Frank Wu, Professor, Howard University Law School: It's impossible for Asian Americans to stay neutral. They shouldn't try to stay neutral. Race is highly charged. You can't find a neutral place in the debate. But if you look at how Asian Americans are drawn in, you can see how they've also been used.

I should preface this by saying that you can be very ambivalent about affirmative action as an Asian American or white or just in general. You can be ambivalent about affirmative action and yet still be appalled by the Supreme Court's recent decision in Adarand.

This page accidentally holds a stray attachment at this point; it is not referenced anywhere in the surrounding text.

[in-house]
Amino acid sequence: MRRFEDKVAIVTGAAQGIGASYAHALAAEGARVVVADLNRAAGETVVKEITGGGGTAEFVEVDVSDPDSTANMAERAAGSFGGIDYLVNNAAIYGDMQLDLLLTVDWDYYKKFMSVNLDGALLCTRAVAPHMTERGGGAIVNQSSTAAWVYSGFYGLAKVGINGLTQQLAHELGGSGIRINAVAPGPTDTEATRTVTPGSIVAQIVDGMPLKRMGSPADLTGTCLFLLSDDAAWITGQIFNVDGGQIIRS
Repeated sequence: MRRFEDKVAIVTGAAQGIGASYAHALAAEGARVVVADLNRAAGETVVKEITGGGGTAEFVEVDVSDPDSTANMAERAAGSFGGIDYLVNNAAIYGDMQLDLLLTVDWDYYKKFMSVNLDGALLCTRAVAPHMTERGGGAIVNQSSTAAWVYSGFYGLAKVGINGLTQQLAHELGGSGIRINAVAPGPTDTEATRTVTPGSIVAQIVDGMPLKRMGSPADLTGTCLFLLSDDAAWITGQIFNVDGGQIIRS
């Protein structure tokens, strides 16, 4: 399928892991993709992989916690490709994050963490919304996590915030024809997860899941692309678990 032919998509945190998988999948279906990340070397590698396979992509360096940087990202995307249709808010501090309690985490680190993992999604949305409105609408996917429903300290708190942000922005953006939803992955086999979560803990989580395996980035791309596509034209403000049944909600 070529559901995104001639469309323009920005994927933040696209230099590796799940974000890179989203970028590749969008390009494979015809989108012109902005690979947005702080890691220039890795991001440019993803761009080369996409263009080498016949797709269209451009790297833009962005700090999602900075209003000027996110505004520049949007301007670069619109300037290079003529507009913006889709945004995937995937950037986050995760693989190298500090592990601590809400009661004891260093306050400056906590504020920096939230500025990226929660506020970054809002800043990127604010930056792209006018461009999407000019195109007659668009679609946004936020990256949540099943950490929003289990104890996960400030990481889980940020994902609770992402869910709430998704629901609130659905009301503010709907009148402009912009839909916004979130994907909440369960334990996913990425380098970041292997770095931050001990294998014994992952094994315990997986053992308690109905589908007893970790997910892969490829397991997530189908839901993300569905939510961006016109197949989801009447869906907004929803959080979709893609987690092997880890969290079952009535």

You can have doubts about whether affirmative action is the best thing to do, and wonder whether there may be other means to advance racial justice. But what the Court has done, and what conservative commentators urge is that we give up the effort entirely, that instead we pretend that there aren't appreciable problems of racism and poverty that are linked.

 
Gaps Emerging in U.S. Census Outreach to Immigrants Print E-mail
Law
By HOPE YEN

(c) 2010 The Associated Press
February 1, 2010

WASHINGTON -- The government is fumbling some efforts to assure immigrants that U.S. census data won't be used against them, including gaps in outreach and foreign language guides that refer to the decennial count as an investigation.